After MDH’s post about Unfucking the Donkey, I knew I had to sit down and actually write the Healthcare thing.
Last summer I spent several weeks cooped up with Dilettante and he grilled me endlessly on healthcare. It was painful and tedious, but after three days of nothing but healthcare discussion, I think I had a decent solution to healthcare for all and good arguments as to why universal healthcare is good not just for people but for business too. It was actually from this (and a conversation a while back with MDH) that The White Papers was conceived.
This is a really long post- so it will be done in installments.
First- The Current Cost of Healthcare
We massively outspend countries with comparable standards of living on healthcare.
The latest numbers I can get are from the OECD report of 2003 using numbers from 2001 (the same numbers my political science textbook uses, by the way) and does not (obviously) include the increase in spending from the new Medicare prescription drug plan or inflation.
Of the 30 countries analyzed in the report, we spent the most at 13.9% of GDP on healthcare. The other top two were Switzerland (10.9) and Germany (10.7) but the average was 8.4%. If you look to the UK, they spend 7.3% and Mexico spends 5.6%.
If you look at the numbers for PPP (purchasing power parity- or the lumping of similar goods and services into one basket across different economic systems so that different systems can be examined together) Americans spend $4887 each to get the same types of care that Brits get for $1992 and Mexicans get for $586 (add that little number to your immigration debate). We spend more than twice the average of all the countries surveyed if you use PPP numbers.
All that spending and privatization hasn’t made us any healthier.
Let’s compare the UK and the US. We know that they spend about half of what we do on healthcare either by PPP or GDP. From that we would expect them to have worse health statistics (if the idea that spending more improves services is true). However they have slightly higher life expectancy rates (UK 80.6 years for women and 75.9 years for men compared to US 80 years for women and 74.6 years for men) and lower infant mortality rates (5 deaths per thousand for the UK, 7 for the US). Stats are from the UN Statistics Division
Switzerland and Germany are kicking our ass in the life expectancy and child mortality rates. Germany and Switzerland both have infant mortality rates of 4 per thousand).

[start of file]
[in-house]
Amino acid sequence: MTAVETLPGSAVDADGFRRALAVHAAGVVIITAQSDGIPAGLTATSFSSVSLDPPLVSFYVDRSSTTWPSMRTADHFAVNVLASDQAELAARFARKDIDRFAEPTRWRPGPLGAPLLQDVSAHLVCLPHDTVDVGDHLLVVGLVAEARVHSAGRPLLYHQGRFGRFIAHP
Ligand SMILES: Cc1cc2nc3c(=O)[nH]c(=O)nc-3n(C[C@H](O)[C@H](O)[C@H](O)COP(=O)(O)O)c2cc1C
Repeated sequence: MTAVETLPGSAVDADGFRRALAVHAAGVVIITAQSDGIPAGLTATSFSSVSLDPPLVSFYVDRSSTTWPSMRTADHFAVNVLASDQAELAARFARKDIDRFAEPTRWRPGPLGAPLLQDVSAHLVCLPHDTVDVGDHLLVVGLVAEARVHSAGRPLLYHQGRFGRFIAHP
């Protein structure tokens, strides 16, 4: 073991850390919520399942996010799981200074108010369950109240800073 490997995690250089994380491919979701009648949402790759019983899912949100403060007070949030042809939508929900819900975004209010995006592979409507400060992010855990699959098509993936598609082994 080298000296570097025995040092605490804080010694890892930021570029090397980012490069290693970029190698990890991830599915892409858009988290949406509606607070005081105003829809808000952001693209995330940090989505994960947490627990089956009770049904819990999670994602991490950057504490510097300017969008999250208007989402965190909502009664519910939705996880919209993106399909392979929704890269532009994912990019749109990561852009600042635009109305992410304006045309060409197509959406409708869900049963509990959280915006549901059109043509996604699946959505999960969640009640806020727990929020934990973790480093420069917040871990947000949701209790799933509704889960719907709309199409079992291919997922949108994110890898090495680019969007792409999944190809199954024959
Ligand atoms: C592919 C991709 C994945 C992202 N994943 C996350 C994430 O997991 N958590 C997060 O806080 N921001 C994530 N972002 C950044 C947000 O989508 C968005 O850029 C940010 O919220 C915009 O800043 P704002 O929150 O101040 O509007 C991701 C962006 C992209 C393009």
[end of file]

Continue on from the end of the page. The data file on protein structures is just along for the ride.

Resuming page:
Mexico doesn’t do as well. Their life expectancy is lower (72.4 for men and 77.4 for women) and child mortality is 21 deaths per thousand.
What all this shows is that we could certainly reduce the cost we spend on healthcare (though not to Mexico’s level) while maintaining or even improving life expectancy and child mortality.
All that spending, and 15.7% of the population is without healthcare. And that number is growing.
From the US Census of 2004, 45.8 million people in the US are without health insurance. That’s about 5.8 million more people without health insurance than in 2000 and 13.8 million more people than in 1988. But we spent $1.9 trillion on healthcare in 2004.
So some simple math:
If there are about 300 million people in the US and we spent $1.9 trillion covering everyone then the average healthcare payout would be about $6330 per person per year.
If you remove 46 million from the population for the people who aren’t covered then that spending increases to about $7451 per insured person per year.
Most people that did have insurance had it through private employers (58.9%) but those numbers are decreasing while numbers of people receiving health insurance through government programs (particularly Medicaid) are increasing.
If most of the population is insured by employers, hiring new employees is expensive and employers are looking to cut those costs
So it’s about $7500 to provide an employee health care on top of wages and taxes. Large employers are increasingly not offering healthcare (Wal-Mart) or requiring employees to shoulder a greater burden of the cost. They are also cutting plans that include insuring dependants and spouses, or promised benefits to retirees.
Small businesses (a large portion of the businesses in the US) either can’t offer health insurance because the cost is too high or can’t hire new employees and expand because they can’t pay for coverage on the new employees.
In the last recession, the biggest challenge to hiring new workers (and decreasing unemployment) was the cost of health benefits for new employees.
Next Time: What would universal healthcare look like in the US